To me, the most emotional moments included the day the European Capital of Culture year opened in Riga, and the Chain of Booklovers. It really spoke to me as someone who has vivid memories of the Reawakening period.

It was then when we were standing in the “real chain” – the Baltic Way that spanned 600 kilometres, that the idea of building the National Library was born. We, an entire generation, were keeping the dream alive, and the library was finally built and opened in 2014.

People’s involvement in the Chain of Booklovers was amazing – something like that is impossible to plan ahead! Neither Brikmanis [Uģis Brikmanis, stage director, who proposed the idea of the Chain of Booklovers – ed.] nor Čivle [Diāna Čivle, head of the “Riga 2014” foundation – ed.] could have foreseen it. Emotions were running very high.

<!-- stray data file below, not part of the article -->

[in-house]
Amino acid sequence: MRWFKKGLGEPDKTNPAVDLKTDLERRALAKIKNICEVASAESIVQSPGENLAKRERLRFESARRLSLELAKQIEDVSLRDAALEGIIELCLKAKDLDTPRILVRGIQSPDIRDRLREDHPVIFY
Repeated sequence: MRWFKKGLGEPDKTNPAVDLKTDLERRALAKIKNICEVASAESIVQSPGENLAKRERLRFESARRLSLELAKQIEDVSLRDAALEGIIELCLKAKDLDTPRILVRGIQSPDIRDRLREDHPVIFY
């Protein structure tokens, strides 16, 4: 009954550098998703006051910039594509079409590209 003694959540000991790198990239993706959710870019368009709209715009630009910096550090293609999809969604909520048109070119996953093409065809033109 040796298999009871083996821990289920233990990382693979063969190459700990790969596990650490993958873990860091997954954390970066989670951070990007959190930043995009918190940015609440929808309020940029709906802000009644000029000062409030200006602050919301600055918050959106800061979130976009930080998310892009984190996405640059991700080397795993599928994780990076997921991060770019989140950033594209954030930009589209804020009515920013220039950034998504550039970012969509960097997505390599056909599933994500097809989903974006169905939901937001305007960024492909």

The emotions at the World Choir Games were similar – the atmosphere reigning in Riga would have been impossible to plan out. All of a sudden, we see that we’re living in a city with so many interesting, different, and positive people. Singers from various countries occupied cafes, Chinese were standing in lines at all the five Asian cuisine restaurants in Riga… Turns out, Riga can be an excellent place for multicultural society if the people who come here have good intentions! And people who sing by definition cannot be bad people!